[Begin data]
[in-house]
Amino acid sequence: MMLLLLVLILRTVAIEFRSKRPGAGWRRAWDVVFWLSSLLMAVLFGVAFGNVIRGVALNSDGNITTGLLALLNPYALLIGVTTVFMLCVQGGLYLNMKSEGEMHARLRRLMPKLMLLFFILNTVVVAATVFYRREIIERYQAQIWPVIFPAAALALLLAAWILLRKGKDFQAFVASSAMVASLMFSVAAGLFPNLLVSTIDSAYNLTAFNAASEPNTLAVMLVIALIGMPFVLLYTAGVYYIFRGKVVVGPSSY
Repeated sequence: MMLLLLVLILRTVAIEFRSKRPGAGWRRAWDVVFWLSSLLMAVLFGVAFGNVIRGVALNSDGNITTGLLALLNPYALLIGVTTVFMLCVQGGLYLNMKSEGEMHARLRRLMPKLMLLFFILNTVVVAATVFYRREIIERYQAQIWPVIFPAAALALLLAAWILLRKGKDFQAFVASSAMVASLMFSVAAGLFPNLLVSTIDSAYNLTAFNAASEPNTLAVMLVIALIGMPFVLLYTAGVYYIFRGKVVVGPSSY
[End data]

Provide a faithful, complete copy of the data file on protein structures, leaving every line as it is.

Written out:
[in-house]
Amino acid sequence: MMLLLLVLILRTVAIEFRSKRPGAGWRRAWDVVFWLSSLLMAVLFGVAFGNVIRGVALNSDGNITTGLLALLNPYALLIGVTTVFMLCVQGGLYLNMKSEGEMHARLRRLMPKLMLLFFILNTVVVAATVFYRREIIERYQAQIWPVIFPAAALALLLAAWILLRKGKDFQAFVASSAMVASLMFSVAAGLFPNLLVSTIDSAYNLTAFNAASEPNTLAVMLVIALIGMPFVLLYTAGVYYIFRGKVVVGPSSY
Repeated sequence: MMLLLLVLILRTVAIEFRSKRPGAGWRRAWDVVFWLSSLLMAVLFGVAFGNVIRGVALNSDGNITTGLLALLNPYALLIGVTTVFMLCVQGGLYLNMKSEGEMHARLRRLMPKLMLLFFILNTVVVAATVFYRREIIERYQAQIWPVIFPAAALALLLAAWILLRKGKDFQAFVASSAMVASLMFSVAAGLFPNLLVSTIDSAYNLTAFNAASEPNTLAVMLVIALIGMPFVLLYTAGVYYIFRGKVVVGPSSY